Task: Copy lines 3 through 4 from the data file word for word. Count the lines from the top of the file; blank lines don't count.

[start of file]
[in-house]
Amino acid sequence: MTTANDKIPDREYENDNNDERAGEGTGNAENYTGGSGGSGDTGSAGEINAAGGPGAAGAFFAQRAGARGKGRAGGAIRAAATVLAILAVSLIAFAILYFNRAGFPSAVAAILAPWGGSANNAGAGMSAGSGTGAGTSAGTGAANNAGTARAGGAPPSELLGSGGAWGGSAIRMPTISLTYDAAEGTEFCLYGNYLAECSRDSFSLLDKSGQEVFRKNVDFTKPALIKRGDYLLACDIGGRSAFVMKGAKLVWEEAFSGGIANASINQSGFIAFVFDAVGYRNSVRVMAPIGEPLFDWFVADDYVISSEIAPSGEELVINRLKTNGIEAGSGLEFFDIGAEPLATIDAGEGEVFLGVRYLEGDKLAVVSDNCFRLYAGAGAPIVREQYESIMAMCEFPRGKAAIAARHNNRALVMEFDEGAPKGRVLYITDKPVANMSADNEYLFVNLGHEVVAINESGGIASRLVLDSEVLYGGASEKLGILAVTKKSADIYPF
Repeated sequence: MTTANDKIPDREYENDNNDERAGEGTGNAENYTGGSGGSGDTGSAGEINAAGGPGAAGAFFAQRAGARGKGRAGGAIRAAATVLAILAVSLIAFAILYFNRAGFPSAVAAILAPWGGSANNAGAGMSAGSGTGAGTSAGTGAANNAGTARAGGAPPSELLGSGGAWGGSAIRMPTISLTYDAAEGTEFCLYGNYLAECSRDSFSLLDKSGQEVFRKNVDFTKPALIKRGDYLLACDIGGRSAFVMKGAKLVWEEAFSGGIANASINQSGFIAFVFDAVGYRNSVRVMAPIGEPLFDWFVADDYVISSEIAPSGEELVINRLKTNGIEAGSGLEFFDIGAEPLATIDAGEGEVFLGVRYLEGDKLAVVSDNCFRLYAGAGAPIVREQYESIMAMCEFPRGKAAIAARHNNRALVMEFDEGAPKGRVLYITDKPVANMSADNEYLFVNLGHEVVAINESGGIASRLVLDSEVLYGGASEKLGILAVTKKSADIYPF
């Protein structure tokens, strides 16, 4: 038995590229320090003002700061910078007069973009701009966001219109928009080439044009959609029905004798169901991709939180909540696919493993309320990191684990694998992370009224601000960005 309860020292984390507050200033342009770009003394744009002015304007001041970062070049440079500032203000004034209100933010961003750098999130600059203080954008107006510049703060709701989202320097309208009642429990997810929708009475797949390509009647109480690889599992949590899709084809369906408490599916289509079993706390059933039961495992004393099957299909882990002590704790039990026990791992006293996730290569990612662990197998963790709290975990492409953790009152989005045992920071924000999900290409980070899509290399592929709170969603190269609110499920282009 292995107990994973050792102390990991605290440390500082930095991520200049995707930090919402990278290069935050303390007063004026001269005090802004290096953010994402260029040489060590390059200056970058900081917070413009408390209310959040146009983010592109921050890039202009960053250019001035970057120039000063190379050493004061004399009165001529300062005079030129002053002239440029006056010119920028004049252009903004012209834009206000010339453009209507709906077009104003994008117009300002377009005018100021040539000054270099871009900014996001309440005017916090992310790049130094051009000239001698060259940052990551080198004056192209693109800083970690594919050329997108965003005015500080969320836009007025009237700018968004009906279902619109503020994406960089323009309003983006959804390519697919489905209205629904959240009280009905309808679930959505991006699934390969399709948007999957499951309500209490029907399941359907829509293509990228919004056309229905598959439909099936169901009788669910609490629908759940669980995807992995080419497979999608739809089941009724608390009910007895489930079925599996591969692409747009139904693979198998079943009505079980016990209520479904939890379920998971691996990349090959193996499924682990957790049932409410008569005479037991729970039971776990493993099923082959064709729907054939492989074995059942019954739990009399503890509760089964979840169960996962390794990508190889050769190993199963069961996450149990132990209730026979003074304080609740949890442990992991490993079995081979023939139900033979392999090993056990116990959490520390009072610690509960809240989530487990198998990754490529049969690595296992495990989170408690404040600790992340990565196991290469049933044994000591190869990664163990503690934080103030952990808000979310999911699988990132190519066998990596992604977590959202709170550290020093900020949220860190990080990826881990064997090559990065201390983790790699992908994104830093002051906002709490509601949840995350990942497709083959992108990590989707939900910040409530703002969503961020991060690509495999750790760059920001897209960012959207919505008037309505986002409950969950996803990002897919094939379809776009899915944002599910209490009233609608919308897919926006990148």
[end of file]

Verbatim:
Repeated sequence: MTTANDKIPDREYENDNNDERAGEGTGNAENYTGGSGGSGDTGSAGEINAAGGPGAAGAFFAQRAGARGKGRAGGAIRAAATVLAILAVSLIAFAILYFNRAGFPSAVAAILAPWGGSANNAGAGMSAGSGTGAGTSAGTGAANNAGTARAGGAPPSELLGSGGAWGGSAIRMPTISLTYDAAEGTEFCLYGNYLAECSRDSFSLLDKSGQEVFRKNVDFTKPALIKRGDYLLACDIGGRSAFVMKGAKLVWEEAFSGGIANASINQSGFIAFVFDAVGYRNSVRVMAPIGEPLFDWFVADDYVISSEIAPSGEELVINRLKTNGIEAGSGLEFFDIGAEPLATIDAGEGEVFLGVRYLEGDKLAVVSDNCFRLYAGAGAPIVREQYESIMAMCEFPRGKAAIAARHNNRALVMEFDEGAPKGRVLYITDKPVANMSADNEYLFVNLGHEVVAINESGGIASRLVLDSEVLYGGASEKLGILAVTKKSADIYPF
């Protein structure tokens, strides 16, 4: 038995590229320090003002700061910078007069973009701009966001219109928009080439044009959609029905004798169901991709939180909540696919493993309320990191684990694998992370009224601000960005 309860020292984390507050200033342009770009003394744009002015304007001041970062070049440079500032203000004034209100933010961003750098999130600059203080954008107006510049703060709701989202320097309208009642429990997810929708009475797949390509009647109480690889599992949590899709084809369906408490599916289509079993706390059933039961495992004393099957299909882990002590704790039990026990791992006293996730290569990612662990197998963790709290975990492409953790009152989005045992920071924000999900290409980070899509290399592929709170969603190269609110499920282009 292995107990994973050792102390990991605290440390500082930095991520200049995707930090919402990278290069935050303390007063004026001269005090802004290096953010994402260029040489060590390059200056970058900081917070413009408390209310959040146009983010592109921050890039202009960053250019001035970057120039000063190379050493004061004399009165001529300062005079030129002053002239440029006056010119920028004049252009903004012209834009206000010339453009209507709906077009104003994008117009300002377009005018100021040539000054270099871009900014996001309440005017916090992310790049130094051009000239001698060259940052990551080198004056192209693109800083970690594919050329997108965003005015500080969320836009007025009237700018968004009906279902619109503020994406960089323009309003983006959804390519697919489905209205629904959240009280009905309808679930959505991006699934390969399709948007999957499951309500209490029907399941359907829509293509990228919004056309229905598959439909099936169901009788669910609490629908759940669980995807992995080419497979999608739809089941009724608390009910007895489930079925599996591969692409747009139904693979198998079943009505079980016990209520479904939890379920998971691996990349090959193996499924682990957790049932409410008569005479037991729970039971776990493993099923082959064709729907054939492989074995059942019954739990009399503890509760089964979840169960996962390794990508190889050769190993199963069961996450149990132990209730026979003074304080609740949890442990992991490993079995081979023939139900033979392999090993056990116990959490520390009072610690509960809240989530487990198998990754490529049969690595296992495990989170408690404040600790992340990565196991290469049933044994000591190869990664163990503690934080103030952990808000979310999911699988990132190519066998990596992604977590959202709170550290020093900020949220860190990080990826881990064997090559990065201390983790790699992908994104830093002051906002709490509601949840995350990942497709083959992108990590989707939900910040409530703002969503961020991060690509495999750790760059920001897209960012959207919505008037309505986002409950969950996803990002897919094939379809776009899915944002599910209490009233609608919308897919926006990148």